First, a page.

The last time Jose Ramos had seen the hills and coasts of Vietnam, he was a shaken 20-year-old - a frontline medic in the 101st Army Airborne Infantry Division who had spent the last year amid the undergrowth and gunfire of the Southeast Asian jungle.
Almost 30 years later, as his Vietnamese Airlines jet touched down on the tarmac in Hanoi on a gray December day in 1997, the images he had feared for the better part of his life suddenly came back. On the runway, he saw the Communist red star painted on every plane. In the terminal, customs officers wore the uniforms the enemy had worn during the war.
"I was really scared. I cried uncontrollably and immediately wanted to go home," he says.
Two days later, the mending began. Mr. Ramos was in Vietnam to participate in a 16-day bicycle trip set up for both former US soldiers and Vietcong fighters. The group left from the Bach Mai Hospital in Hanoi - the building that America bombed during Christmas in 1972 - wending their way past women cleaning the sidewalks with witch-like brooms.
Then, as they negotiated Hanoi's tangle of mopeds and pedicabs, a former North Vietnamese soldier reached over and grabbed Mr. Ramos's hand. He held it above his head and didn't let go. For two miles.
"He told me, 'We don't hold grudges. We closed the book on the war in 1975 and started to write a new one' " Ramos recalls. ' "You Americans should allow yourselves to do that, too.' "
Like hundreds of other Vietnam veterans, Ramos has found that returning to the country in which he served - and many of his friends fell - has helped the healing process. Ramos found a measure of peace in his 1,200-mile bicycle trip from Hanoi to Ho Chi Minh City. Others have found it simply in coming back to help the people of the country they once fought.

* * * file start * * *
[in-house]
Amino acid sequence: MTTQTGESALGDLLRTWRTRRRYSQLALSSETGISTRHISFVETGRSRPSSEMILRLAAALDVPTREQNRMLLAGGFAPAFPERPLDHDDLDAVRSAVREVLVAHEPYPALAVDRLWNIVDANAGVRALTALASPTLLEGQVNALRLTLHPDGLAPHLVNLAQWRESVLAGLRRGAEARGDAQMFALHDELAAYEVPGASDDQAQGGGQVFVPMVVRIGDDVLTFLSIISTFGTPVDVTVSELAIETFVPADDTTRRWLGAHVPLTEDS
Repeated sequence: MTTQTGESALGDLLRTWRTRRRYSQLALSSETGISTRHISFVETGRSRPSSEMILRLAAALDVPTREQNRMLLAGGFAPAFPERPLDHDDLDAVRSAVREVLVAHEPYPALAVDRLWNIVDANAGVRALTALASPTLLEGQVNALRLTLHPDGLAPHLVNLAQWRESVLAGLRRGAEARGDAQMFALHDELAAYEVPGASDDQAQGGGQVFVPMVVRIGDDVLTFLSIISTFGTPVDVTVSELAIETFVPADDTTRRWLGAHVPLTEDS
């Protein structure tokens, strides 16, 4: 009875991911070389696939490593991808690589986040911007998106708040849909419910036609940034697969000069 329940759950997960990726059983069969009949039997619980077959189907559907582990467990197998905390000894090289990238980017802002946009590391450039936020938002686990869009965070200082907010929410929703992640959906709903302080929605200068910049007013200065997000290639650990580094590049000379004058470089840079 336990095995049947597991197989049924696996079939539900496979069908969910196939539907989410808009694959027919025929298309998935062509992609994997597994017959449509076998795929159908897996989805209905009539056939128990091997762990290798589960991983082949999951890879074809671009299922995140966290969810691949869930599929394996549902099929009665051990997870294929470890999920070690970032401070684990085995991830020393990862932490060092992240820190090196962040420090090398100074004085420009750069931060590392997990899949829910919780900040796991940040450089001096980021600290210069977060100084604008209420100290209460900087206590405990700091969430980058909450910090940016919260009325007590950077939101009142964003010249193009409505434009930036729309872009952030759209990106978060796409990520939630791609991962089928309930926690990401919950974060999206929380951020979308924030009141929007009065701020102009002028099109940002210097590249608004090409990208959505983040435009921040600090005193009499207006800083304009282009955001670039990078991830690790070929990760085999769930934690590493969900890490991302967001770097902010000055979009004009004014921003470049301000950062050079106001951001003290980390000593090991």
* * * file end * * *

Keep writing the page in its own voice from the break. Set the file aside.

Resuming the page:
These veterans are in the minority - many either have no desire to return or want nothing to do with the nation. But as President Clinton spends his second day in Vietnam, their stories provide a lens for looking at the combatants and the country - and how both have been transformed over time.
"The overwhelming majority of Vietnam veterans have shut out their experience in the war so completely that they want nothing to do with returning there," says Leo Powers of the Veteran's Vietnam Restoration Project, which helps rebuild schools and hospitals in Vietnam. "This is a great tragedy because 99.9 percent of those who do come back say it was the best thing they ever did in their lives."
Of 3 million soldiers who saw duty, about 2.5 million are still alive. Nearly 60,000 were killed or never returned and more than 2,000 MIAs remain. But as many as 100,000 have died premature deaths related to injuries, medical problems, drug abuse, alcoholism, and suicide.
According to veterans' organizations, soldiers in Vietnam, in contrast to those of other wars, typically served at a younger age, trained separately from those they served with, returned from combat separately, and were released back to civilian life with less time to reorient. They also returned to a society divided over the purpose of the war, and the role and actions of the military.
For Ramos, the whole experience of Vietnam has been about wrenching transitions. After living among chaos and death every day for 12 months as a medic, he recalls being shipped back to a base in Oakland, Calif., in 1968.
The country was torn apart. Martin Luther King Jr. had been assassinated, and the two most prevalent things on college campuses were Jimmy Hendrix albums and tear gas. Protesters screamed epithets and hurled objects at returning vets - including Ramos. He remembers, vividly, being hit by a bag of urine.
"We were kids," he says. "We didn't know what the war was about or where Vietnam even was. The result of my experience there and my return to such hatred made me shut down for the better part of the last 25 years."
In the early '90s, Ramos experienced chronic depression and contemplated suicide. The full healing for him didn't come until 1997, on the bike trip through the rice paddies of Vietnam and the dark eddies of his past. The trip was sponsored by World Team Sports, a group that uses sports to build bridges between people. More than 50 American GIs and former Vietcong took part in the journey. Many were disabled from the war - blind, deaf, lame.
"The whole place was nothing like I remembered it," he says. "It was awesomely beautiful, solemn, and plain. The people treated us like kings. They opened their arms, hearts, and homes."
Each day the bikers would stop at hospitals and other places to eat. These became cathartic moments. The talk flowed. Many of the GIs told stories they had kept closeted for 30 years.